Finally, what's the difference between "feedback" and "contact us"? having two (in a menu) could be confusing; I'd make a single page with street address (possibly with link to generate route description), postal address (if different), phone/fax numbers and a feedback form to send "email" from.

So... that should give you some things to think about.

   
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Old 05-29-2006, 11:44 PM   #3
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Default

Quote:
Originally Posted by iamback
Here are some thoughts:
And I really appreciate them.
Quote:
I am greatly puzzled by needing to include "monitor pixel settings" in a story board - I assume they mean screen resolution:
Agree completely. This whole course is a PITA with outdated concepts across the board. That's why I created a Commonality page to address the stuff that will appear on each page. I build to templates and the pages within those templates should be consistent except for minor differences.
Part of the Commonality page addresses resolutions and mentions that the site scales from 640 up to 1220. Who needs "monitor pixel settings"?
Quote:
Something like overall consistency also doesn't belong in a story board IMO - that would be a general design (a template, if you like), not part of the story board, but used by/referred to from each page in your story board. In fact, things like page layout, navigation, readability, accessibility, colors, and fonts all belong in a template to be designed first (taking target audience and expected smallest screen size into account). Story board pages for each page can then fill this in with specific graphics and content (don't forget headings) - and shouldn't the logo go on each page?
Again we are in agreement. That's why I built the template. I don't have to discuss Consistency, the site is built on a template so it is consistent.
Quote:
Also think about the "hierarchical" thrown in there. Would the site really be hierarchical? Or even need to be? Would people always land on the home page? Maybe "network" - especially for such a tiny site - is more appropriate; which would translate into an entirely flat menu structure. Your navigational diagram should indicate which page(s) give access to which other ones (I'd say every page from every other page). Only with many more pages will you need to think about how this may be subdivided into main areas and sections within those - but even with two levels you can have them all accessible from every page as long as you don't have many pages within each section.
Yep, there is no need to consider hierarchy with this small a site, next site might well be different.
Quote:
Have a good template and navigational scheme and "ongoing maintenance" will be a doddle: creating a new page will be a matter of pouring new content into the template and creating an extra menu entry.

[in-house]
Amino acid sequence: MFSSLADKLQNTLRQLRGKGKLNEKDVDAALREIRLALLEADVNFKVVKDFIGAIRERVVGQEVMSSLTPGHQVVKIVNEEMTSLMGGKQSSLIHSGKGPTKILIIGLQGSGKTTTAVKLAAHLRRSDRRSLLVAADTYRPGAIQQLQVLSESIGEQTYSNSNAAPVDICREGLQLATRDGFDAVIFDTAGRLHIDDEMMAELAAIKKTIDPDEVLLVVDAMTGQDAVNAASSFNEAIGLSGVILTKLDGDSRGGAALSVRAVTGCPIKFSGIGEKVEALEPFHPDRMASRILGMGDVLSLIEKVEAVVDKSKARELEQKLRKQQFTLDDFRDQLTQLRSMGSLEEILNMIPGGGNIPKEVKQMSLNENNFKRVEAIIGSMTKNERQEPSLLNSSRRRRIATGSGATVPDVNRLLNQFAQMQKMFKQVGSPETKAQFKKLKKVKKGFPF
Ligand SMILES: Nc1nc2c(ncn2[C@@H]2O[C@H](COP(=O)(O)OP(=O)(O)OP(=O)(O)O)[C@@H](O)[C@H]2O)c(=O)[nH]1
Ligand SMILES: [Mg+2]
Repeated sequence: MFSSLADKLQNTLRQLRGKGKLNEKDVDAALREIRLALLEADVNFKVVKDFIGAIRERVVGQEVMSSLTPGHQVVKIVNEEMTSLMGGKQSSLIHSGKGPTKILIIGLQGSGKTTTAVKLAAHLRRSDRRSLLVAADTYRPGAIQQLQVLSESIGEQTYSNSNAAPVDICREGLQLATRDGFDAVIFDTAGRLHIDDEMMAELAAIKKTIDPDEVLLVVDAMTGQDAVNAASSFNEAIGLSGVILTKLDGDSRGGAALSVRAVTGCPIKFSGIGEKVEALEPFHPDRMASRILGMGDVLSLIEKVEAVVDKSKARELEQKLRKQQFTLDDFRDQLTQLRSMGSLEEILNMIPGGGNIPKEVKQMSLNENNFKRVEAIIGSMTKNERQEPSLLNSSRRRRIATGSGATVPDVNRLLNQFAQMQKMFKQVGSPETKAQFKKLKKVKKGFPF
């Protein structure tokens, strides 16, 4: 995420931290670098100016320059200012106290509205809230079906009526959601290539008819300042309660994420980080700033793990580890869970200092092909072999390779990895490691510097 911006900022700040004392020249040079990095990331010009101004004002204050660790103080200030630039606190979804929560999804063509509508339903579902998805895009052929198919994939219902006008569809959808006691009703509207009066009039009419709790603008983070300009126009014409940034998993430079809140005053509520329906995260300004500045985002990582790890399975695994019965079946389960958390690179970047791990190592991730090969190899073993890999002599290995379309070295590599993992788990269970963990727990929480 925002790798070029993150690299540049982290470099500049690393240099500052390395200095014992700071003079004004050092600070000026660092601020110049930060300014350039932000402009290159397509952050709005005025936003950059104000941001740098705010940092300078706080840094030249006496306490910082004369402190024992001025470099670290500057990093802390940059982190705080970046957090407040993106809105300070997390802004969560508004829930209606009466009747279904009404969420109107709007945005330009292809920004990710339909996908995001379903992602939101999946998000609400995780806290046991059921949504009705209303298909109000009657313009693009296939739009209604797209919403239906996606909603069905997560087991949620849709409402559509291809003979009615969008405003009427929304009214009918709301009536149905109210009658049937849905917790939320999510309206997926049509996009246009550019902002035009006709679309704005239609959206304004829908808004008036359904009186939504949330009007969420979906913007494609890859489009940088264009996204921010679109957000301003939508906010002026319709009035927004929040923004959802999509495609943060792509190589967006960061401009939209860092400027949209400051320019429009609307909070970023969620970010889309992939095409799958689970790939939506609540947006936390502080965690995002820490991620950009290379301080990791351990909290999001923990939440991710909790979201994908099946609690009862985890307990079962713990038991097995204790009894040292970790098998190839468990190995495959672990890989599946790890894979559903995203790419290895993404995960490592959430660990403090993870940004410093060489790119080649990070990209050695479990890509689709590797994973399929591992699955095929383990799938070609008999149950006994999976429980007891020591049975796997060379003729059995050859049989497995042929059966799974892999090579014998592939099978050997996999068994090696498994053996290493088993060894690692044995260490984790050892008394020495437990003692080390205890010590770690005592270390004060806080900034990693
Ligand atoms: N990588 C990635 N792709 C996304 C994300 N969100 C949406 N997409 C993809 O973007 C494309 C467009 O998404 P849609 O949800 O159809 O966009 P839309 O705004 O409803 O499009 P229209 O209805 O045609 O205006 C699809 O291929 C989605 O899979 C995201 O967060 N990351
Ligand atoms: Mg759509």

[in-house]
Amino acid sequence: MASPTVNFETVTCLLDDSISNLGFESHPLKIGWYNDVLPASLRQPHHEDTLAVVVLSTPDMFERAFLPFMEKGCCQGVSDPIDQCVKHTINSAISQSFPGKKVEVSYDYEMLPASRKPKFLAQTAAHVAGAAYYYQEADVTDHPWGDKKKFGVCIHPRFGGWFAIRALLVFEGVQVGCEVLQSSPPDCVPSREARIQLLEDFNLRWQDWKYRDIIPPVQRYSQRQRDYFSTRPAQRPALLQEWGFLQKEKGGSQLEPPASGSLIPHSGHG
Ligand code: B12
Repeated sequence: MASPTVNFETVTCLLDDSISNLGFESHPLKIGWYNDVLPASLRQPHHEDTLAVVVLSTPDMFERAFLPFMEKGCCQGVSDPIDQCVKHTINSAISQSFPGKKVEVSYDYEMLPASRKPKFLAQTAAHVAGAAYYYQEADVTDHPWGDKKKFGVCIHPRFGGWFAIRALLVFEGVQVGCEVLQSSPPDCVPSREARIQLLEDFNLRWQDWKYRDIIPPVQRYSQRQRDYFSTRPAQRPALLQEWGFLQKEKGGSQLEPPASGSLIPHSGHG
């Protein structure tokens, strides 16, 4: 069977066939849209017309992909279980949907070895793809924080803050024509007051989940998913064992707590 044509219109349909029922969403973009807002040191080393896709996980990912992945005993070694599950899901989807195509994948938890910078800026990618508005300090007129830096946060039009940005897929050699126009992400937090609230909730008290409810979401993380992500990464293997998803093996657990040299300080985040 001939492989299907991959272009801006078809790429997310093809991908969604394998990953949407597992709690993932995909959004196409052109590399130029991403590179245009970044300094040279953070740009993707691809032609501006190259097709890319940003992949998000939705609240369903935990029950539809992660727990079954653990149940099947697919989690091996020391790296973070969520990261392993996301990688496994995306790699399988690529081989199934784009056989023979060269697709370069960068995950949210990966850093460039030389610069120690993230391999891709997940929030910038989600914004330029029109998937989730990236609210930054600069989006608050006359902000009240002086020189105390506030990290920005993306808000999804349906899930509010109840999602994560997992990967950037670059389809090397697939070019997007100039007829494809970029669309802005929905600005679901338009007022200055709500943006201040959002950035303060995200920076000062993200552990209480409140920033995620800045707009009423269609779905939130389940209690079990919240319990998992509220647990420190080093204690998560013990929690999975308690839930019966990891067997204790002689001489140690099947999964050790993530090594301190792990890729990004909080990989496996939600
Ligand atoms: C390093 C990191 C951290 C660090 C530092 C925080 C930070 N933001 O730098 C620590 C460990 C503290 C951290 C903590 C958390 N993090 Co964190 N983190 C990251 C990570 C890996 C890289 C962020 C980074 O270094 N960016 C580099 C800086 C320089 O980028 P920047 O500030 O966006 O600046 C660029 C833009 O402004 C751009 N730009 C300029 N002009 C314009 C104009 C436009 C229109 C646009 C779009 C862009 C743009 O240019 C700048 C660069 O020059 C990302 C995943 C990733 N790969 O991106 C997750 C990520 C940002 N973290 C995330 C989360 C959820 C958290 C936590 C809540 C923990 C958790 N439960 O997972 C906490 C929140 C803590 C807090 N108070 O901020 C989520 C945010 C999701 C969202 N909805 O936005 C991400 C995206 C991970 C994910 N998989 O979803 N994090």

Already planned for that.
Quote:
Your template may include a "box" for variable graphics that will be different on each page but would "identify" it as its own page - for the sake of consistency such graphical "identifiers" should appear in the same spot; an alternative would be a subtle background image, "vague" enough that it doesn't detract from legibility. In other words, graphics can be part of the template, even for (some) elements that may be different on each page (of course actual content can also contain graphics, like photographs of actual products or production process).
Yep, good ideas. I like that direction. I have lots of graphics off the web so could build that aspect into the site.
Quote:
Finally, what's the difference between "feedback" and "contact us"? having two (in a menu) could be confusing; I'd make a single page with street address (possibly with link to generate route description), postal address (if different), phone/fax numbers and a feedback form to send "email" from.
Yes, agree, they are pretty well the same concept. Should be the same page. Problem is that the silly Assignment specifies them as different pages. Might go outside the bounds on that one, too silly to make two different pages for the same basic thing.
Quote:
So... that should give you some things to think about.
Really appreciate the time taken to help with this.

   
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Old 05-30-2006, 02:07 AM   #4
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Default And this is what my lecturer says...

Quote:
Hi Ian, You are heading in the right direction. Remember this is
storyboarding, you need to show layout so that people can see where
things will go (like graphics and content) instead of just writing about
it. For example, in the home page, you can move all the content down
and show me the general layout of the home page instead of me trying to